Upon looking deeper – this is an advent hymn that shifts to a Christmas focus in later verses.  While a lot of people may misplace the word “is” with “has” in the first line of the first verse, this hymn really is a bit more advent in nature – it is about our coming Lord.  

The Lord is coming.  And let us all prepare to receive Him!   Each of us is preparing to receive Christ into our hearts in this season of Advent.  Even though – we as Christians know the end of this story– we still await our coming King.  Let us wait.  And then sing about the wonders of His love.  –Pastor Jennifer


We joyfully praise you, O Lord, as we wait for the fulfillment of your promise of a Savior and what that means in our lives.  Thank you for the gift of salvation through the birth of your son, Jesus. Amen.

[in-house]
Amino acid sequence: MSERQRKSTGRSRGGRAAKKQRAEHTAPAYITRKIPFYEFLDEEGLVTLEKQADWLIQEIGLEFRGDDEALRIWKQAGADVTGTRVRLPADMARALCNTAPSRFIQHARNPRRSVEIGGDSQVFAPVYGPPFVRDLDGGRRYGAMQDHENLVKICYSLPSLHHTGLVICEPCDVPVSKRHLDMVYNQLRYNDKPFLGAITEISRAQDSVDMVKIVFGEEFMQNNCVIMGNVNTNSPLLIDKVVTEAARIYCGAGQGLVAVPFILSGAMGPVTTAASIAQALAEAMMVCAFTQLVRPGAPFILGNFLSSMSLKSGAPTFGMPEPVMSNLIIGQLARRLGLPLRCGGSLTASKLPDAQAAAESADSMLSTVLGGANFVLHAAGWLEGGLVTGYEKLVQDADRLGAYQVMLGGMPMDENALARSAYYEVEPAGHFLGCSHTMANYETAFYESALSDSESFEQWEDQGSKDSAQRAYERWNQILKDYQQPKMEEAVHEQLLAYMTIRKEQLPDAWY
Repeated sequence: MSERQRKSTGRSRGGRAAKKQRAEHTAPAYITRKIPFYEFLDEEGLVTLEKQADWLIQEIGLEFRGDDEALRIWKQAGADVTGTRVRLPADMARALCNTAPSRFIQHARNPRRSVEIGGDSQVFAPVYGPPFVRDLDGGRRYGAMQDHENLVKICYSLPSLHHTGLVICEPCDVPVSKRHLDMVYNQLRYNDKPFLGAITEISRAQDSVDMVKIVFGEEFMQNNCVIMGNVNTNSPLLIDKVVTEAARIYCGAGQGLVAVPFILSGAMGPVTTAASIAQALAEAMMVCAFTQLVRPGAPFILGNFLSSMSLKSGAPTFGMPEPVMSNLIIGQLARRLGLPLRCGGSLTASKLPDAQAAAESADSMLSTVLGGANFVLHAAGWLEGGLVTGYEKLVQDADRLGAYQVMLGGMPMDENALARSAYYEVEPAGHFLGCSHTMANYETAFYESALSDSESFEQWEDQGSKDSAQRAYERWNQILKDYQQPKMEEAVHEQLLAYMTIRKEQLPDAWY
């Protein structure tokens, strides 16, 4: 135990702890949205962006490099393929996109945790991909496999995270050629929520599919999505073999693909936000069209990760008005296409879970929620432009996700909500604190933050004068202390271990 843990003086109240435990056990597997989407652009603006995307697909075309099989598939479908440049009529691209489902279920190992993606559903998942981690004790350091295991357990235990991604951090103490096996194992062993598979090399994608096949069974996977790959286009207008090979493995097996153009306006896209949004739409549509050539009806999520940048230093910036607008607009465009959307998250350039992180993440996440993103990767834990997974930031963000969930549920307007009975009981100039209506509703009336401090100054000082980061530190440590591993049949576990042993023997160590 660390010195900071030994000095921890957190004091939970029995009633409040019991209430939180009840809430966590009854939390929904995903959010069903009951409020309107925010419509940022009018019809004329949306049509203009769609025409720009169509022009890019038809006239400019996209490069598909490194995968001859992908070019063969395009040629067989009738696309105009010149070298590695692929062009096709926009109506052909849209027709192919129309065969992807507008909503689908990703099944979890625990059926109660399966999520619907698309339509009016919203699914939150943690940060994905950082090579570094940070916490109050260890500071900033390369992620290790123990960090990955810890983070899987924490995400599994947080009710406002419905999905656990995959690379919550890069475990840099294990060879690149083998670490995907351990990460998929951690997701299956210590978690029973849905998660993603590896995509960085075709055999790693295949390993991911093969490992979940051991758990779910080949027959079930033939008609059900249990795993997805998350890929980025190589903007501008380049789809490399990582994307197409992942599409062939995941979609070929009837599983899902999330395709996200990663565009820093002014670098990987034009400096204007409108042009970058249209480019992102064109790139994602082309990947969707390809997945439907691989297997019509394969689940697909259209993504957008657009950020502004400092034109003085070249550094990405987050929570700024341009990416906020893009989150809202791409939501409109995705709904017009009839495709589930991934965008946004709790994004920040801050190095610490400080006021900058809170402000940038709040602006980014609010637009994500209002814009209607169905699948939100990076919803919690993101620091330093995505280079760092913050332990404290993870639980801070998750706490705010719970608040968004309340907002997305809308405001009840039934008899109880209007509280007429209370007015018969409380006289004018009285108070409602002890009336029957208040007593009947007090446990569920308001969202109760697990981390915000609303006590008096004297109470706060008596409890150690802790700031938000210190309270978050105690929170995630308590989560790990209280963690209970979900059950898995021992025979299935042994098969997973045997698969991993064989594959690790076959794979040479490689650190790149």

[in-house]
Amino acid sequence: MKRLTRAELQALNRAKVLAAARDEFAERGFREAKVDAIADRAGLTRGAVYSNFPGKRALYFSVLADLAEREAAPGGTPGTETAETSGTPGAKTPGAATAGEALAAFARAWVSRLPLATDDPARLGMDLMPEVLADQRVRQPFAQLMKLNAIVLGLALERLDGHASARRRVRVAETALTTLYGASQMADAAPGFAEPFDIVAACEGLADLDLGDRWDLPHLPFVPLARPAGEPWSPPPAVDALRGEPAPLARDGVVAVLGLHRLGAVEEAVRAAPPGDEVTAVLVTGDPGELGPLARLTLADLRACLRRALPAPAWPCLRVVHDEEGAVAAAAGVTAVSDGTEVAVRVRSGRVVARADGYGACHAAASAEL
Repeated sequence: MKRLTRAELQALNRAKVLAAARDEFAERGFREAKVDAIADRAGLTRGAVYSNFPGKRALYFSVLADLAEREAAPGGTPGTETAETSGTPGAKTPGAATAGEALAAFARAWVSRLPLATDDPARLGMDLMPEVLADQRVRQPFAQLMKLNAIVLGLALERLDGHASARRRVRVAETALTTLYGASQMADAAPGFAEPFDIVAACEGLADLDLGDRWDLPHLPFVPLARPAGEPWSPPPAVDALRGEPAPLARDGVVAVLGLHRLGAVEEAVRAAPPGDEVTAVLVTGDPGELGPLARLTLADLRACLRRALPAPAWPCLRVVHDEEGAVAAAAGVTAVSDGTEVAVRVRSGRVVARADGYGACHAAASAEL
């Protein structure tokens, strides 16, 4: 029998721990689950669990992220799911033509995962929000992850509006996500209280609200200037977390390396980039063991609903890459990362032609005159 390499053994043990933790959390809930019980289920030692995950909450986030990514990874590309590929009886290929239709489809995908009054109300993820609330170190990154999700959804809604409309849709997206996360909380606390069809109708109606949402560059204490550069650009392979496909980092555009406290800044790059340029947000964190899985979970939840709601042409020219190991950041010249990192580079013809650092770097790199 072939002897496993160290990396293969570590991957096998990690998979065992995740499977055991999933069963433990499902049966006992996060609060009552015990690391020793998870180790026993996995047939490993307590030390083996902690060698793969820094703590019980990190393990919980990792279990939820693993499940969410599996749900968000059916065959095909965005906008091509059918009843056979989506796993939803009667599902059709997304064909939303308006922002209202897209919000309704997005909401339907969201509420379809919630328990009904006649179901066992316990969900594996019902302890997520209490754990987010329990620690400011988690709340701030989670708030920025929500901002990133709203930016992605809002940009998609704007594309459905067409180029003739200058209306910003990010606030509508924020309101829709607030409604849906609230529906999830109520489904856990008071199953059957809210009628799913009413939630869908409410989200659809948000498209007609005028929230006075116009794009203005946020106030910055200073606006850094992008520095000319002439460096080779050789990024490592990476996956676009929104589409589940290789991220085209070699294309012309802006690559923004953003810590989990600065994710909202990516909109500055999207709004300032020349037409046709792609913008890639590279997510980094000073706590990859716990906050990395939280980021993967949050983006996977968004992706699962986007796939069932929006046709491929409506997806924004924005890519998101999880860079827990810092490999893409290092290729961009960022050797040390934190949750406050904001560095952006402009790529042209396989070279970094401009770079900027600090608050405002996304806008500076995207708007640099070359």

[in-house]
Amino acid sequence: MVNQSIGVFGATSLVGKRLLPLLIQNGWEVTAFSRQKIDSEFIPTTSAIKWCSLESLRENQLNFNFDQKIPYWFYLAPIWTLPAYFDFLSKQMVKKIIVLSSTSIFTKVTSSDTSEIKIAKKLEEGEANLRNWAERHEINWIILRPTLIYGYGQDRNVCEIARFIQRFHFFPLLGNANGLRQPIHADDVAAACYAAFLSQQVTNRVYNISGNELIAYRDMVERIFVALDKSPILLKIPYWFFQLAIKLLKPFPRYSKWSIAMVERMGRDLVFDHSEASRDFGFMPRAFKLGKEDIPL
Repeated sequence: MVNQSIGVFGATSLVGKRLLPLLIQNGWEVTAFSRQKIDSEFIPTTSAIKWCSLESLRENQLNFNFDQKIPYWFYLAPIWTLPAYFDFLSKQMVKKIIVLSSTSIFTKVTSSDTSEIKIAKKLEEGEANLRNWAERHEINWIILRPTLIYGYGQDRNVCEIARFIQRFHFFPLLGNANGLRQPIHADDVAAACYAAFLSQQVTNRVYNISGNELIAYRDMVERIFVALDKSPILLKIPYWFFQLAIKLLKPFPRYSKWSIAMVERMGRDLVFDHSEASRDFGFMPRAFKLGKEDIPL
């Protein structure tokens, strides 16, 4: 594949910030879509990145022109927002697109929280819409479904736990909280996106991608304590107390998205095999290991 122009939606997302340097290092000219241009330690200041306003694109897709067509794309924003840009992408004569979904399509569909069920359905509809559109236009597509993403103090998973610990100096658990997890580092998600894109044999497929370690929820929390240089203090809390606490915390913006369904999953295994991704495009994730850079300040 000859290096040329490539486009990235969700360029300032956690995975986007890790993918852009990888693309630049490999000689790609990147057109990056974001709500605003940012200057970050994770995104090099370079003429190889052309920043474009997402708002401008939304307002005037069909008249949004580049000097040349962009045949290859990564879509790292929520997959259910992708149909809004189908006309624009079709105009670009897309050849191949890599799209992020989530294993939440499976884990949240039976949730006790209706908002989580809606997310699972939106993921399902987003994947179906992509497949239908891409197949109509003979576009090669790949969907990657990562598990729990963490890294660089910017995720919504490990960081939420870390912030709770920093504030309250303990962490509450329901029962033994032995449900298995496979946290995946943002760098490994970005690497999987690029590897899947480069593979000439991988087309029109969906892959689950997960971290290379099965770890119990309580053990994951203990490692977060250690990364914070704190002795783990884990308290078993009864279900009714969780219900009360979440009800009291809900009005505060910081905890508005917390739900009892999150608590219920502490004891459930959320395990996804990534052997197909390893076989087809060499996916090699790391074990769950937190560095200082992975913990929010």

December 2, 2021

1st Thursday of Advent

Text:   Joseph Mohr,  1792-1849

 Music: Franz Gruber, 1787-1863

Silent Night

Silent night, Holy night 
All is calm all is bright     

Round yon virgin, mother and child,                           
Holy infant, so tender and mild                        Sleep in heavenly peace                                  Sleep in heavenly peace.

Silent night, Holy night 
Shepherds quake, at the sight 

Glories stream from heaven afar           
Heavenly hosts sing alleluia!                             Christ the Savior is born,                                               Christ the Savior is born.

Silent night, Holy night 
Son of God, love’s pure light 

Radiant beams from your holy face
       With the dawn of redeeming grace,                       
Jesus, Lord at your birth                                     Jesus, Lord at your birth.

John 14:27

Peace I leave with you; my peace I give to you. I do not give to you as the world gives.  Do not let your hearts be troubled and do not let them be afraid.